Opinion: Examining the costs of war on the International Day of Peace

War is expensive, inefficient and seldom produces the desired outcome.

Sept. 21 is the International Day of Peace, established by unanimous consent of the United Nations. But on this day of peace we, the United States, are still promoting and waging war around the world at an unsupportable rate. It’s a good time to take stock of what our forever wars have cost us. Adjusted for inflation, our military budget is now larger than it was during World War II. We currently pay about $7 million every hour in direct military costs. The direct result of that military bleed is insufficient funding to replace crumbling infrastructure, repair flooded cities and prepare for pandemics. Over the last 20 years we have spent $21 trillion waging wars around the world, resulting in 7,052 U.S. military, 8,189 contractors, roughly 300,000 militants, and 400,000 civilian deaths.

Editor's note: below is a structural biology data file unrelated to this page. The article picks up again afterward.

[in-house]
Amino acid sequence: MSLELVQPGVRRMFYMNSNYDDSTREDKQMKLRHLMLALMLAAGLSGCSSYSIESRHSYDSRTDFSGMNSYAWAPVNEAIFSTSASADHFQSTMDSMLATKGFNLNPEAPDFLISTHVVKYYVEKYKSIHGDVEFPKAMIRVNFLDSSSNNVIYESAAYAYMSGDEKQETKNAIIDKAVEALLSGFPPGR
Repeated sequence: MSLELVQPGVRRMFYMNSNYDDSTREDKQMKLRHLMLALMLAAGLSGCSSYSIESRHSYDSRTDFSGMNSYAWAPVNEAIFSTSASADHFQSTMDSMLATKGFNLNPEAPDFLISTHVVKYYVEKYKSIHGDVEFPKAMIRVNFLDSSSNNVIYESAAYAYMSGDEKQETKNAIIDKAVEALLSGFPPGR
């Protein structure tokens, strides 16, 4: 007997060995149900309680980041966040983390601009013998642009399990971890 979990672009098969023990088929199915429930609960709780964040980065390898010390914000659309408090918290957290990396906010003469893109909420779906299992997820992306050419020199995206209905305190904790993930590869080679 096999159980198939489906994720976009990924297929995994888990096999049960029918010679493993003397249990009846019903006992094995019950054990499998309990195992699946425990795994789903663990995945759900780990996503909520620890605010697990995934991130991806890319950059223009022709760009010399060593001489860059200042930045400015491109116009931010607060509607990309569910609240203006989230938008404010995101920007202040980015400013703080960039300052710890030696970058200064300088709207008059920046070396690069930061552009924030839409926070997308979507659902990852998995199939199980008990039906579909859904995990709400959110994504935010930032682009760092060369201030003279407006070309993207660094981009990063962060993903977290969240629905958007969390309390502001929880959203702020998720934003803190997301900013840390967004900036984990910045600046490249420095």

Delivering American style democracy via Hellfire missile doesn’t work. Spending $2.3 trillion to kill 53,000 Afghan militants and 46,000 Afghan civilians failed to impose Western-style democracy to Afghanistan. Color me surprised that our return on military investment is so dismal. War is expensive, inefficient and seldom produces the desired outcome. We could instead provide COVID vaccines for most of the world for less than $50 billion and have much greater success in spreading democracy. It’s time to stop bombing and start helping the world.

Craig Wilson,

President of Veterans For Peace, Chapter 100

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